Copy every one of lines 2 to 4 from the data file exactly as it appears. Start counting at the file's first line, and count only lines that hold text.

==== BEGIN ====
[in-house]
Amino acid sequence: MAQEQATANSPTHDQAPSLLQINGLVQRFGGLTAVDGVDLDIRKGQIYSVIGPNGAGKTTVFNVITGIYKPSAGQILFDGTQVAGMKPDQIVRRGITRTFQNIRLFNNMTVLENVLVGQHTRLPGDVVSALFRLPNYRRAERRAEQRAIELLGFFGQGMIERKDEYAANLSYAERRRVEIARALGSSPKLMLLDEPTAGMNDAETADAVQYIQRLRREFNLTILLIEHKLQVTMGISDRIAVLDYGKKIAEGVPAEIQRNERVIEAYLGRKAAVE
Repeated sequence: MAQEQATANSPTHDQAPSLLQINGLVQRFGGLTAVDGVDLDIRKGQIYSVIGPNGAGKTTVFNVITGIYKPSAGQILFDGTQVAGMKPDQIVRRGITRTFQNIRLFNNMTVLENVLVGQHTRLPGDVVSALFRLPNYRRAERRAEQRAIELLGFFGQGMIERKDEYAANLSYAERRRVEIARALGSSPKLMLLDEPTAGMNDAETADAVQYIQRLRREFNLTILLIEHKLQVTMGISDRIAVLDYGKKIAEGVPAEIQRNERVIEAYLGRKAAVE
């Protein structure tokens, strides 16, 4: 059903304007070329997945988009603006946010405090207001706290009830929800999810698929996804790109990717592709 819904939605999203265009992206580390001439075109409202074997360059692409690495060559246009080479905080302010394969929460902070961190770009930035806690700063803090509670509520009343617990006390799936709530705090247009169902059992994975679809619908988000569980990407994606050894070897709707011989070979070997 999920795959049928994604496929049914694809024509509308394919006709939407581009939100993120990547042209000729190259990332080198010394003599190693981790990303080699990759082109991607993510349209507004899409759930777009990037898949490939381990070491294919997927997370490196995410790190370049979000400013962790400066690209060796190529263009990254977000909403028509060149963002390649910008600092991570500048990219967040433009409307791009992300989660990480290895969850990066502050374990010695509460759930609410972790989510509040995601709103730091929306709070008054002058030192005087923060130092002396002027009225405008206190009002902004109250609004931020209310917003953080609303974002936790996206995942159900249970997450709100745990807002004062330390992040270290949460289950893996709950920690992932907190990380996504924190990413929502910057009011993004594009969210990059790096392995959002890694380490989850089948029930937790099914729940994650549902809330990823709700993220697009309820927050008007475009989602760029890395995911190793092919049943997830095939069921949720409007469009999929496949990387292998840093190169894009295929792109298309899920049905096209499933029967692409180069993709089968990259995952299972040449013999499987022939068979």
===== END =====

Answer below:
Amino acid sequence: MAQEQATANSPTHDQAPSLLQINGLVQRFGGLTAVDGVDLDIRKGQIYSVIGPNGAGKTTVFNVITGIYKPSAGQILFDGTQVAGMKPDQIVRRGITRTFQNIRLFNNMTVLENVLVGQHTRLPGDVVSALFRLPNYRRAERRAEQRAIELLGFFGQGMIERKDEYAANLSYAERRRVEIARALGSSPKLMLLDEPTAGMNDAETADAVQYIQRLRREFNLTILLIEHKLQVTMGISDRIAVLDYGKKIAEGVPAEIQRNERVIEAYLGRKAAVE
Repeated sequence: MAQEQATANSPTHDQAPSLLQINGLVQRFGGLTAVDGVDLDIRKGQIYSVIGPNGAGKTTVFNVITGIYKPSAGQILFDGTQVAGMKPDQIVRRGITRTFQNIRLFNNMTVLENVLVGQHTRLPGDVVSALFRLPNYRRAERRAEQRAIELLGFFGQGMIERKDEYAANLSYAERRRVEIARALGSSPKLMLLDEPTAGMNDAETADAVQYIQRLRREFNLTILLIEHKLQVTMGISDRIAVLDYGKKIAEGVPAEIQRNERVIEAYLGRKAAVE
């Protein structure tokens, strides 16, 4: 059903304007070329997945988009603006946010405090207001706290009830929800999810698929996804790109990717592709 819904939605999203265009992206580390001439075109409202074997360059692409690495060559246009080479905080302010394969929460902070961190770009930035806690700063803090509670509520009343617990006390799936709530705090247009169902059992994975679809619908988000569980990407994606050894070897709707011989070979070997 999920795959049928994604496929049914694809024509509308394919006709939407581009939100993120990547042209000729190259990332080198010394003599190693981790990303080699990759082109991607993510349209507004899409759930777009990037898949490939381990070491294919997927997370490196995410790190370049979000400013962790400066690209060796190529263009990254977000909403028509060149963002390649910008600092991570500048990219967040433009409307791009992300989660990480290895969850990066502050374990010695509460759930609410972790989510509040995601709103730091929306709070008054002058030192005087923060130092002396002027009225405008206190009002902004109250609004931020209310917003953080609303974002936790996206995942159900249970997450709100745990807002004062330390992040270290949460289950893996709950920690992932907190990380996504924190990413929502910057009011993004594009969210990059790096392995959002890694380490989850089948029930937790099914729940994650549902809330990823709700993220697009309820927050008007475009989602760029890395995911190793092919049943997830095939069921949720409007469009999929496949990387292998840093190169894009295929792109298309899920049905096209499933029967692409180069993709089968990259995952299972040449013999499987022939068979």